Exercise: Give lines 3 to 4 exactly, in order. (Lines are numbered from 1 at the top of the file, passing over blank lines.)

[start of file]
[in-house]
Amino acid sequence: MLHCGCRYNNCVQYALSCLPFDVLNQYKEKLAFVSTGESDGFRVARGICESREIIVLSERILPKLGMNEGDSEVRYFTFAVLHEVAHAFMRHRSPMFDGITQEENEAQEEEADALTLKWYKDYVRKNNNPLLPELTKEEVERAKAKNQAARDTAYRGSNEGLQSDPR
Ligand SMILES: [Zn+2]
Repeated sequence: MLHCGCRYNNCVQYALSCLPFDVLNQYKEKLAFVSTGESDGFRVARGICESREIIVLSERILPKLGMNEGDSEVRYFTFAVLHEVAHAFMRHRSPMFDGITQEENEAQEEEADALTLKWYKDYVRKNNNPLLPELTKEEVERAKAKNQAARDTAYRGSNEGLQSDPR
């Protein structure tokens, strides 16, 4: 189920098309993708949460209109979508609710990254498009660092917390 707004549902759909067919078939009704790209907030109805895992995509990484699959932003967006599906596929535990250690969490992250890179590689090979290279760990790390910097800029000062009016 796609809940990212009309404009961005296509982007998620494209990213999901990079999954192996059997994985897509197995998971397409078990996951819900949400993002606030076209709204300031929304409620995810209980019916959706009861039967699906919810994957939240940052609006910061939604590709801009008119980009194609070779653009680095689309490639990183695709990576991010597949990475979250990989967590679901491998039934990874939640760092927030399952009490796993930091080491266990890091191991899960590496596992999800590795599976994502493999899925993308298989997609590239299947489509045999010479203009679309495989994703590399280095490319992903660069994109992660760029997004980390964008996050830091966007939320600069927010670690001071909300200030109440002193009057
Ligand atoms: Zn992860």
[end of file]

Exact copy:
Ligand SMILES: [Zn+2]
Repeated sequence: MLHCGCRYNNCVQYALSCLPFDVLNQYKEKLAFVSTGESDGFRVARGICESREIIVLSERILPKLGMNEGDSEVRYFTFAVLHEVAHAFMRHRSPMFDGITQEENEAQEEEADALTLKWYKDYVRKNNNPLLPELTKEEVERAKAKNQAARDTAYRGSNEGLQSDPR